WASHINGTON -- Rep. Benjamin Cardin, D-Md., introduced a bill yesterday that would have a major effect on the municipal bond market by repealing a tax law change that was enacted last year for market discount bonds.

Market discount bonds are bonds purchased at a discount in the secondary market.

The Cardin bill., H.R. 4714, would restore the tax treatment of these bonds to their pre-April 1993 status so that the discount from the bonds is treated as capital gains rather than ordinary income.

The bill would reverse a tax law provision enacted last year which said that for bonds purchased at a market discount after April 30, 1993, the discount had to be treated as ordinary income rather than capital gains.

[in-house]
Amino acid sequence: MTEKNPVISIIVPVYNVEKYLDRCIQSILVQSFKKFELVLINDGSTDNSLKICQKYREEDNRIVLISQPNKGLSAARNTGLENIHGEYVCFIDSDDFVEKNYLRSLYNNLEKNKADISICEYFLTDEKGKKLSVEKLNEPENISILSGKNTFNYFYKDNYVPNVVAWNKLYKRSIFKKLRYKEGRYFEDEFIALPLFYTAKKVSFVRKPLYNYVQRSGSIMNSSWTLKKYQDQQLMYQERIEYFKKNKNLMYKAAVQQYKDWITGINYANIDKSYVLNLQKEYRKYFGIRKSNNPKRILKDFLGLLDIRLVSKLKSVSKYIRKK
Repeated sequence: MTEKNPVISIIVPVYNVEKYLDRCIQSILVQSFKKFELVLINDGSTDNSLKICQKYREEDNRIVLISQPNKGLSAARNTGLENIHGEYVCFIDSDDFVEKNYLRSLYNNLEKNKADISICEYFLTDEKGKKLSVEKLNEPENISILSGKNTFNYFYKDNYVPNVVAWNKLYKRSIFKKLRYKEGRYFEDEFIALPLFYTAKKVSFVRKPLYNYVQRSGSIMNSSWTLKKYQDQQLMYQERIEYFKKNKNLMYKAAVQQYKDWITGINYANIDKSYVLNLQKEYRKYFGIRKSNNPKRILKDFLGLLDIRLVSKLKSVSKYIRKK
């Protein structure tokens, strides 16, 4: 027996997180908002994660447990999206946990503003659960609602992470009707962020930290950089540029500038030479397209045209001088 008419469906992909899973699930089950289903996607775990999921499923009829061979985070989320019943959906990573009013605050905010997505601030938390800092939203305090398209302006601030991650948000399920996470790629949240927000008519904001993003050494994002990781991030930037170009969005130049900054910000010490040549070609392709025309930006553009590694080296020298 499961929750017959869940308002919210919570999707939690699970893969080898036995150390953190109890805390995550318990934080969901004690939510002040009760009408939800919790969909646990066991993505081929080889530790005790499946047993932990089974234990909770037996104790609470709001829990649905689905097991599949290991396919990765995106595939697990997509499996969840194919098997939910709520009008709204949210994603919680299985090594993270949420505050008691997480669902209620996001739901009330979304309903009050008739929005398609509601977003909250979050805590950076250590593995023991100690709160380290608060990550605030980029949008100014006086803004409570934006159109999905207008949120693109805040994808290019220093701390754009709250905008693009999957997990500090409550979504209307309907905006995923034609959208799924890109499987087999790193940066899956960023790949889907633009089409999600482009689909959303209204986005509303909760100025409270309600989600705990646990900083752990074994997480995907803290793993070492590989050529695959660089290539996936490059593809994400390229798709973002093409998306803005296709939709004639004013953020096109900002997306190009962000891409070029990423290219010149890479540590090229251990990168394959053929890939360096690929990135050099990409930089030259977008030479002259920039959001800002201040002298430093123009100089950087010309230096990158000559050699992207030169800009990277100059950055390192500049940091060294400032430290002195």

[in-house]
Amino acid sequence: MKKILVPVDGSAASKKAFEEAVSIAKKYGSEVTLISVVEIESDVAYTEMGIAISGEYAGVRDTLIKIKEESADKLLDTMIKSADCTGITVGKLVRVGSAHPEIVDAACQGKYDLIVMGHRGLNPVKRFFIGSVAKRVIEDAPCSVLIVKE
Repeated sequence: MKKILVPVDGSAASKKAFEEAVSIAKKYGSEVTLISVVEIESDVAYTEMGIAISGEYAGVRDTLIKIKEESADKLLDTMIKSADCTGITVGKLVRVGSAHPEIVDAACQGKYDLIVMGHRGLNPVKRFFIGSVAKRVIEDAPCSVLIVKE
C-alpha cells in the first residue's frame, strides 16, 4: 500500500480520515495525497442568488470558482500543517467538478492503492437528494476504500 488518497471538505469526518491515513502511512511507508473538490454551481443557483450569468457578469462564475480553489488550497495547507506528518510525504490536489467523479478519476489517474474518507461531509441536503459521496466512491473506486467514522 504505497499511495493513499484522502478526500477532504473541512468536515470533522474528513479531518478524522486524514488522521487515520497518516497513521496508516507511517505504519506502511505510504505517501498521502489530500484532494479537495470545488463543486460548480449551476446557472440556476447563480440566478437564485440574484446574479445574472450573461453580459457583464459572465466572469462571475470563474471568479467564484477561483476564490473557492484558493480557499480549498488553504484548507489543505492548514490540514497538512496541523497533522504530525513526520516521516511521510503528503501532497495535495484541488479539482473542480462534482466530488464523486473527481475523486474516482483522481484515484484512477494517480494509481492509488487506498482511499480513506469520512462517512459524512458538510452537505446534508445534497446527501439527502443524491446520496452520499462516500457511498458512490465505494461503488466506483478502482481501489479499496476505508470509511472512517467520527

The change was significant because while capital gains are taxed at a 28% rate and can be offset with capital losses, ordinary income is taxed at income tax rates of up to 39.6% for wealthy individuals.

In a statement on his bill, Cardin said the tax law change last year "reduced secondary market liquidity for municipal bonds and complicated the tax code unnecessarily."

The tax law change created mass confusion in the municipal market because traders were pricing market discount bonds differently and were unsure how to treat a de minimis rule that had been included in the tax law change.

Some securities firm officials had considered the new tax treatment for these bonds under the tax law change so onerous that they were proposing transactions under which issuers would issue new bonds and use the proceeds to refund or retire previously issued market discount bonds.

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